When one imagines cannons, images of human cannonballs at circuses or military warfare come to mind. Not a fish being ejected into the air!
Recently, I attended the American Fisheries Society (AFS) Conference in Portland Oregon, where I learned about this incredible new invention known as the “salmon cannon” that helps migratory fish overcome human-made boundaries such as dams.
For centuries, we have dammed rivers for the purpose of water supply, irrigation, flood control, navigation and energy, with over 80,000 dams in North America alone. Despite many of these societal benefits provided by dams, we’ve destroyed the migratory patterns of many fish and prevented adults from reaching critical, spawning habitat.
One of the most critical species hit hard by damming projects is salmon. Pacific salmon spend most of their early life in freshwater before migrating to the ocean as adults. However, once reaching sexual maturity, salmon make the arduous journey back to their freshwater stream of origin to spawn (to release eggs). The migration itself is dangerous, but human-made hazards such as dams hinder these migration patterns, severely reducing stocks to the point that many species of salmon are now deemed endangered.
For decades, researchers and engineers have worked to create alternative ways to help the fish return to their natural spawning grounds (i.e. even flying salmon upstream by helicopter!) However, most of these methods are inefficient and not economically feasible.
Except for the “salmon cannon.”
The “salmon cannon,” more formally known as the WhooshTM Fish Transport System, is a device that uses pressure differentials to pull a fish into the tube, transport it through the tube at speeds up to 22 mph, and then “shoot” it above obstacles such as dams and out on the other side. Even though the fish might look like they are being shot out of a cannon, the fish land safely and easily in water without danger of actually hitting the bottom.
This unique device provides a fish-friendly, safe alternative to transport migratory fish over artificial barriers, rather than what had been previously used: fish ladders. In the past, fish ladders have been used to aid migratory fish in reaching their critical habitat, but fish ladders require large quantities of water to move the fish. Alternatively, the “salmon cannon” is a more efficient and affordable option, providing effective water resource management.
So you might be thinking, how in the world is it even safe or healthy for a fish to be shot out of the cannon? Well, physiological studies on the Whoosh transport system reveal fish being transported in the cannon do not undergo elevated stress levels. Additional external and internal studies on migratory species from trout to salmon show no evidence that fish health has been compromised during cannon transportation. Overall, the “salmon cannon” provides a safe, rapid movement alternative to be used at hatcheries and fish handling facilities, and for overcoming passage obstacles.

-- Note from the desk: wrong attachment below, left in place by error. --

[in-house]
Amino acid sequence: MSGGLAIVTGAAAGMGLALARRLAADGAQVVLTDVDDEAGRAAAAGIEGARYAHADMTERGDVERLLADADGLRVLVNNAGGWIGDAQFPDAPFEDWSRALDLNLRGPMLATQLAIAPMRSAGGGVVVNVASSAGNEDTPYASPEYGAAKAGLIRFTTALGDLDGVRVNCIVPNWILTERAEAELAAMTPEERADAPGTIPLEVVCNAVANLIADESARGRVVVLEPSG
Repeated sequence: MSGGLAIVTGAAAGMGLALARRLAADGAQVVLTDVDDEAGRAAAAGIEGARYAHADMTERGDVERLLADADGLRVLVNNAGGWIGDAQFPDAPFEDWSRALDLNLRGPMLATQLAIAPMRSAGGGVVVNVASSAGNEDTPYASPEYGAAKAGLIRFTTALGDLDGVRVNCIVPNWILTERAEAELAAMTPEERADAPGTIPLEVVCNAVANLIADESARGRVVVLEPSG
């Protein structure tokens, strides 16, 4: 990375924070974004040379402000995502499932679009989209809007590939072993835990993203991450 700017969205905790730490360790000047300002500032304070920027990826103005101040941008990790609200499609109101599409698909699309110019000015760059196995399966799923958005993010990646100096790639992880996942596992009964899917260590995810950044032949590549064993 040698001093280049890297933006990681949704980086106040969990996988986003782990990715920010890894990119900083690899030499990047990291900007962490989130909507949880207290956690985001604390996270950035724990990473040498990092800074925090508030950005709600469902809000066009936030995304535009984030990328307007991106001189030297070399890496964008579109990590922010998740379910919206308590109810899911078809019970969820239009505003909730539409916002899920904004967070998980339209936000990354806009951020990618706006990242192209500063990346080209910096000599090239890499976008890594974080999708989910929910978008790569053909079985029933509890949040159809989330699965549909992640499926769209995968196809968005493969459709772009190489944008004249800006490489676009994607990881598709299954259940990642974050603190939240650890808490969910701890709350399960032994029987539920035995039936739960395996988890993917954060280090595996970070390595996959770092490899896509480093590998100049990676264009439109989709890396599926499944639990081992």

Fish enter the “salmon cannon” through either direct handling or voluntary entry, where the fish are attracted to the cannon entry through water flow and various barriers. The fish are only out of the water for a maximum of 5 to 10 seconds depending on the length of the tube, and the tube is kept “misted” so the fish are kept moist during transport.
So how in the world did this invention come about? In a NPR interview, CEO of Whoosh Innovations Vince Brian explained that the “salmon cannon” started with fruit. The Whoosh tube was initially designed to transport fresh fruit, which is very susceptible to bruising and damage at processing facilities. Fruit pickers would drop the apples and pears into a vacuum tube attached to their waist, which would suck up the fruit and safely transport it to the end of the line with no damage to the fruit. With hindered migratory fish passage becoming a larger issue, the inventors decided to try applying their fruit tube to safely transporting fish. The rest is history.
Today, Whoosh works alongside several government groups including the U.S. Geological Survey’s Western Research Center as well as Tribal entities such as the Yakama nations, for research and development of the most effective and safe fish transport systems. Most recently, the Washington State Department of Fish and Wildlife purchased a “salmon cannon” to be used on a tributary of the Columbia River, where wild Chinook salmon will be separated from hatchery-raised salmon. This separation will preserve the DNA of wild salmon and prevent crossbreeding in these unique spawning habitats.
With today’s modern, innovative technology, it’s refreshing to see researchers and developers creating inventions to help reverse anthropogenic effects on wildlife. What will they think of next?
By: Kristin Foss
Mesa, Matthew G., et al. “Physiological responses of adult rainbow trout experimentally released through a unique fish conveyance device.” North American Journal of Fisheries Management 33.6 (2013): 1179-1183.